A pilot study to explore the safety of perioperative postpyloric enteral nutrition.
BACKGROUND: The practice of holding enteral nutrition (EN) 8 hours prior to surgery is common. We hypothesized that it was safe to continue postpyloric EN, and we developed an institutional practice pattern to investigate our hypothesis. METHODS: Our pilot study included intubated patients in the surgical intensive care unit at Froedtert Memorial Lutheran Hospital who received EN via a nasojejunal (NJ) feeding tube and underwent 1 or more surgical procedures. Demographic, illness, and injury information were collected as well as length of time to NJ placement, time to initiation of EN, EN interruptions, and complications. Additional hours of EN were calculated by totaling the number of hours a patient received EN past midnight on the day of surgery. RESULTS: A total of 14 patients with mean (SD) age 44.3 (19.9) were included. Patients had a mean (SD) Injury Severity Score (ISS) of 26.1 (9.2) on admission and underwent a total of 38 operations following placement of a feeding tube. The most frequent operation performed was an orthopedic procedure (n = 17; 46.1%). The mean (SD) length of EN interruptions for a single procedure was 222.4 (206.9) minutes. Patients received an additional 11.9 (4.7) hours of EN over the course of their hospitalization and an additional 1064.9 (490) kcal/d per operation. There were no adverse events. CONCLUSION: Perioperative continuation of postpyloric EN is feasible in some critically ill surgical patients and can result in additional calories provided. A multidisciplinary approach and an institutional policy can increase the likelihood of meeting nutrition goals in these patients.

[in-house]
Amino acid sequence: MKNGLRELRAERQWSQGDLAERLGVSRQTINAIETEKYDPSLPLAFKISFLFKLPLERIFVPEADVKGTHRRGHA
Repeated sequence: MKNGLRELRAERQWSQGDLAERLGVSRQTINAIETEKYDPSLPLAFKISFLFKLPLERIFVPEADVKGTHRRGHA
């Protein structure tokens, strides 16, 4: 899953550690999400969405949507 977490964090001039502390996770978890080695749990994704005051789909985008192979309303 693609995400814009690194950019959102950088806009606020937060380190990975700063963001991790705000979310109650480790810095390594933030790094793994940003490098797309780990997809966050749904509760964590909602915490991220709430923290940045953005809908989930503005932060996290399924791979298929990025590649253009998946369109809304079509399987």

McElroy, LM; Codner, PA; Brasel, KJ
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